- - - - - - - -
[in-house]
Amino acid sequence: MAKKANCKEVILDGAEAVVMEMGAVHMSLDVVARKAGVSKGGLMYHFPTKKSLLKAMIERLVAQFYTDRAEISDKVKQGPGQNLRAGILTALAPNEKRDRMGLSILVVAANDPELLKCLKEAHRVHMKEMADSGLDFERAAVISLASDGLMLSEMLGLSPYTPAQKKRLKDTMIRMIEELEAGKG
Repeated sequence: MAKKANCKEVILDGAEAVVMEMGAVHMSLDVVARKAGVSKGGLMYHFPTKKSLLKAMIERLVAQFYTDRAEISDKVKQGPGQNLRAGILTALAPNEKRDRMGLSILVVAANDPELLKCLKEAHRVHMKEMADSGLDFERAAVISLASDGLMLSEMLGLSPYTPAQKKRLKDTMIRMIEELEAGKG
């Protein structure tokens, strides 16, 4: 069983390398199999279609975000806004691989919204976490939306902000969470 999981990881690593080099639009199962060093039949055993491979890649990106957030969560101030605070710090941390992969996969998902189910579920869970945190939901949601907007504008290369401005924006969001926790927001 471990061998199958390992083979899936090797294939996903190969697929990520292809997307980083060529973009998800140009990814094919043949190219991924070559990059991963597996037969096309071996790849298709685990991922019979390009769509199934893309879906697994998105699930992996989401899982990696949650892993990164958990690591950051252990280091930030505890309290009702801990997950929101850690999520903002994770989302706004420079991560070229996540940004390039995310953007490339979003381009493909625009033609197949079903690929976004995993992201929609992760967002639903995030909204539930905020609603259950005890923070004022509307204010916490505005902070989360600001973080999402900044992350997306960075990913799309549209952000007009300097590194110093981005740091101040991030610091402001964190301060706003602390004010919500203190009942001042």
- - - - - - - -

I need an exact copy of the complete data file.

[in-house]
Amino acid sequence: MAKKANCKEVILDGAEAVVMEMGAVHMSLDVVARKAGVSKGGLMYHFPTKKSLLKAMIERLVAQFYTDRAEISDKVKQGPGQNLRAGILTALAPNEKRDRMGLSILVVAANDPELLKCLKEAHRVHMKEMADSGLDFERAAVISLASDGLMLSEMLGLSPYTPAQKKRLKDTMIRMIEELEAGKG
Repeated sequence: MAKKANCKEVILDGAEAVVMEMGAVHMSLDVVARKAGVSKGGLMYHFPTKKSLLKAMIERLVAQFYTDRAEISDKVKQGPGQNLRAGILTALAPNEKRDRMGLSILVVAANDPELLKCLKEAHRVHMKEMADSGLDFERAAVISLASDGLMLSEMLGLSPYTPAQKKRLKDTMIRMIEELEAGKG
């Protein structure tokens, strides 16, 4: 069983390398199999279609975000806004691989919204976490939306902000969470 999981990881690593080099639009199962060093039949055993491979890649990106957030969560101030605070710090941390992969996969998902189910579920869970945190939901949601907007504008290369401005924006969001926790927001 471990061998199958390992083979899936090797294939996903190969697929990520292809997307980083060529973009998800140009990814094919043949190219991924070559990059991963597996037969096309071996790849298709685990991922019979390009769509199934893309879906697994998105699930992996989401899982990696949650892993990164958990690591950051252990280091930030505890309290009702801990997950929101850690999520903002994770989302706004420079991560070229996540940004390039995310953007490339979003381009493909625009033609197949079903690929976004995993992201929609992760967002639903995030909204539930905020609603259950005890923070004022509307204010916490505005902070989360600001973080999402900044992350997306960075990913799309549209952000007009300097590194110093981005740091101040991030610091402001964190301060706003602390004010919500203190009942001042």